Americans’ support for TPP remains untested
Prime Minister Shinzo Abe’s announcement March 15 that Japan will join negotiations to create a Trans-Pacific Partnership with the U.S. and other Pacific Basin nations won early support from the Japanese people, according to snap surveys following his statement.
U.S. Status as World’s Superpower Challenged by Rise of China
The U.S. image abroad is more favorable than it was in the Bush years, but it now faces a new challenge: doubts about America’s superpower status and the belief that China either will replace or already has replaced the United States as the world’s leading superpower.
Obama More Popular Abroad than at Home, Global Image of U.S. Continues to Benefit
The president gets an enthusiastic thumbs up from the world (with the notable exception of the U.S.) for the way he has handled the world economic crisis. Obama’s personal popularity remains high, as do favorable views of the U.S. In a striking difference from the Bush years, while many around the world disagree with Obama’s foreign policies, the U.S. image has not been significantly dented as a result. Muslim countries, however, continue to hold a negative view of America and most also give Obama unfavorable ratings.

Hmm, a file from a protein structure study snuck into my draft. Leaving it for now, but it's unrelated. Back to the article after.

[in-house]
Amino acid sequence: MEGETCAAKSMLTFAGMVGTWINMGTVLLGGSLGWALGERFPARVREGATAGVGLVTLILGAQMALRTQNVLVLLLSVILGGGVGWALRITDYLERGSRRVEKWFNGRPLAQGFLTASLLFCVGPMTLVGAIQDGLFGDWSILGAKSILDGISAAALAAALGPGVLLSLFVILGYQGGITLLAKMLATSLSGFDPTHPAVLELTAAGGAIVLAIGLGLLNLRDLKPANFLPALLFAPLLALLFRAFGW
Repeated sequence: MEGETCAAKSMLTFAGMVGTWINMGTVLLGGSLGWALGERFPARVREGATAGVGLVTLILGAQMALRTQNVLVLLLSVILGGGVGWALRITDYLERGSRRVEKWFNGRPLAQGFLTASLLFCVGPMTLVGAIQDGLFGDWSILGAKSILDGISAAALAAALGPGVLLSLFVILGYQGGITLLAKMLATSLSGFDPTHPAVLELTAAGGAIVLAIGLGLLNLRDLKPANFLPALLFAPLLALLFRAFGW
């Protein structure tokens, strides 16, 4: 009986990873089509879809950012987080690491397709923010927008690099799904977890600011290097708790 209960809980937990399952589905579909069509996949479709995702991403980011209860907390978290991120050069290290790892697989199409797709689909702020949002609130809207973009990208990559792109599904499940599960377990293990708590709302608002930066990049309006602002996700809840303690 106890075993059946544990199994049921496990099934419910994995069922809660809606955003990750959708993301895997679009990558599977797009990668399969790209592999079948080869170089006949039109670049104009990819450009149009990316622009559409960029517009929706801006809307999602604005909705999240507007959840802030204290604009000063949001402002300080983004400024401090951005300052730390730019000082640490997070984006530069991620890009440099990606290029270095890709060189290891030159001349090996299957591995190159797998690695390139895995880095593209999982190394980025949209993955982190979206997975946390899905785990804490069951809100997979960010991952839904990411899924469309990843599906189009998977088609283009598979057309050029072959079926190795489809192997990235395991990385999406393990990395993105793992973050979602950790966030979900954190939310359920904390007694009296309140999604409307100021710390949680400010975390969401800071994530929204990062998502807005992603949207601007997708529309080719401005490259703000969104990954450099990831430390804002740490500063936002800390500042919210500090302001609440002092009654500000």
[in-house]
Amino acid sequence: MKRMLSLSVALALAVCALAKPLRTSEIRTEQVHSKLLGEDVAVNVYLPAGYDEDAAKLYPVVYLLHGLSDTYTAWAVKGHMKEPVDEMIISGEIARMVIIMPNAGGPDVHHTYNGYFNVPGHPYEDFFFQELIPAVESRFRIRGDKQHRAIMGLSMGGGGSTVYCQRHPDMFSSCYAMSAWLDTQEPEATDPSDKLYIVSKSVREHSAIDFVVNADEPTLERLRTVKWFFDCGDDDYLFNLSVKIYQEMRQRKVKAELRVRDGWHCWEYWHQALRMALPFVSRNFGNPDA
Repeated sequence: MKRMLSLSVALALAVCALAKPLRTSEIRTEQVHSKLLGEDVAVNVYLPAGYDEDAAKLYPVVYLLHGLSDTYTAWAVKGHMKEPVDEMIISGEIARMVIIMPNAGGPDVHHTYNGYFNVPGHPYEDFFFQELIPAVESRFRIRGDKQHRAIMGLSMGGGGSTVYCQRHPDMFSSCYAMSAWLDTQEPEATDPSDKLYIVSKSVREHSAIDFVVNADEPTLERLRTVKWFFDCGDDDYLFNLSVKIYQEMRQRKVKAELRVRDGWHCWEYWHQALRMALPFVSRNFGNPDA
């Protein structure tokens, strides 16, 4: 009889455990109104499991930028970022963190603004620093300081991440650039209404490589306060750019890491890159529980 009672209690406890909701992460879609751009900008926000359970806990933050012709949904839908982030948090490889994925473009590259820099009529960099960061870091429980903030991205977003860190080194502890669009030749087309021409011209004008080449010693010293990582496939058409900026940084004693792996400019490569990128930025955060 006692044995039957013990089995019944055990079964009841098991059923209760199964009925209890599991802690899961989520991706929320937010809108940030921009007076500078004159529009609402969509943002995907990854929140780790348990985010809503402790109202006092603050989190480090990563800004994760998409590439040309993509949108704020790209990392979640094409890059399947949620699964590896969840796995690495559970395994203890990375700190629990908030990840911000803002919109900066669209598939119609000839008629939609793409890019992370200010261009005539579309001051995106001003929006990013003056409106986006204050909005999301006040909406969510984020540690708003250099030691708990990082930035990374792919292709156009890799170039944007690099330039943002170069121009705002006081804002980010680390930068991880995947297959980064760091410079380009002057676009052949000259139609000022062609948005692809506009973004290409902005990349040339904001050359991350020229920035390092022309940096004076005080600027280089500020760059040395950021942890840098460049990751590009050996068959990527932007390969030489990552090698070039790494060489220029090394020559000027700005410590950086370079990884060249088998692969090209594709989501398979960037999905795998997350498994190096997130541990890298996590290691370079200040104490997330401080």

Most Mexicans See Better Life in U.S.
A survey of Mexico finds most dissatisfied with the direction of their country. Overwhelming numbers describe the economy, crime, drugs and corruption as very big problems. Many believe there is a better life in the U.S., would migrate if they had the chance, and would do so without authorization.
Confidence in Obama Lifts U.S. Image Around the World
In many countries opinions of the United States are now about as positive as they were at the beginning of the decade before George W. Bush took office. Improvements in the U.S. image have been most pronounced in Western Europe, where favorable ratings for both the nation and the American people have soared. But opinions of America have also become more positive in key countries in Latin America, Africa and Asia, as well. Signs of improvement in views of America are seen even in some predominantly Muslim countries.
Support for Free Trade Recovers Despite Recession
Despite the economic recession, support for free trade agreements is up by nine percentage points — from 35% to 44% — putting positive opinions of trade back in line with long-term trends. People in low-income families and Democrats are much more supportive of trade now than they were a year ago.